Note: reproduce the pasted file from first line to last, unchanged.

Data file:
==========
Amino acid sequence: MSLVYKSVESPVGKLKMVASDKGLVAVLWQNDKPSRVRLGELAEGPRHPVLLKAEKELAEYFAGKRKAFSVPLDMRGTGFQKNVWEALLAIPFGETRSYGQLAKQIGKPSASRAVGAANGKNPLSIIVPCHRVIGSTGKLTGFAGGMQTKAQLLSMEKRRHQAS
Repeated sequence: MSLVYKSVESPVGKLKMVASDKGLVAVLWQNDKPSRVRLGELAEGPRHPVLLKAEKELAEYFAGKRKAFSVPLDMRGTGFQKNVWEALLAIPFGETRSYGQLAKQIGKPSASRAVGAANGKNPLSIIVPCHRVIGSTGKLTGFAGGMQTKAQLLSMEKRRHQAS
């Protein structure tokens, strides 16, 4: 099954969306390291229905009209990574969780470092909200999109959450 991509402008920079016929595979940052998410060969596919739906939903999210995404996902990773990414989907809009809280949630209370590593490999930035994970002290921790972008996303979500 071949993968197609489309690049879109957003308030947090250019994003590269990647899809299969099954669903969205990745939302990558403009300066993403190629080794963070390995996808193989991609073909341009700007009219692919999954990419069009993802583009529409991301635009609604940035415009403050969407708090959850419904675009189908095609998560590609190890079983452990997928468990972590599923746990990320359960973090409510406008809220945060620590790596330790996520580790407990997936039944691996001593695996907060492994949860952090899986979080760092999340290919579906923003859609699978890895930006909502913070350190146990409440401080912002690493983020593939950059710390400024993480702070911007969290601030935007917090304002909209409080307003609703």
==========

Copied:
Amino acid sequence: MSLVYKSVESPVGKLKMVASDKGLVAVLWQNDKPSRVRLGELAEGPRHPVLLKAEKELAEYFAGKRKAFSVPLDMRGTGFQKNVWEALLAIPFGETRSYGQLAKQIGKPSASRAVGAANGKNPLSIIVPCHRVIGSTGKLTGFAGGMQTKAQLLSMEKRRHQAS
Repeated sequence: MSLVYKSVESPVGKLKMVASDKGLVAVLWQNDKPSRVRLGELAEGPRHPVLLKAEKELAEYFAGKRKAFSVPLDMRGTGFQKNVWEALLAIPFGETRSYGQLAKQIGKPSASRAVGAANGKNPLSIIVPCHRVIGSTGKLTGFAGGMQTKAQLLSMEKRRHQAS
């Protein structure tokens, strides 16, 4: 099954969306390291229905009209990574969780470092909200999109959450 991509402008920079016929595979940052998410060969596919739906939903999210995404996902990773990414989907809009809280949630209370590593490999930035994970002290921790972008996303979500 071949993968197609489309690049879109957003308030947090250019994003590269990647899809299969099954669903969205990745939302990558403009300066993403190629080794963070390995996808193989991609073909341009700007009219692919999954990419069009993802583009529409991301635009609604940035415009403050969407708090959850419904675009189908095609998560590609190890079983452990997928468990972590599923746990990320359960973090409510406008809220945060620590790596330790996520580790407990997936039944691996001593695996907060492994949860952090899986979080760092999340290919579906923003859609699978890895930006909502913070350190146990409440401080912002690493983020593939950059710390400024993480702070911007969290601030935007917090304002909209409080307003609703």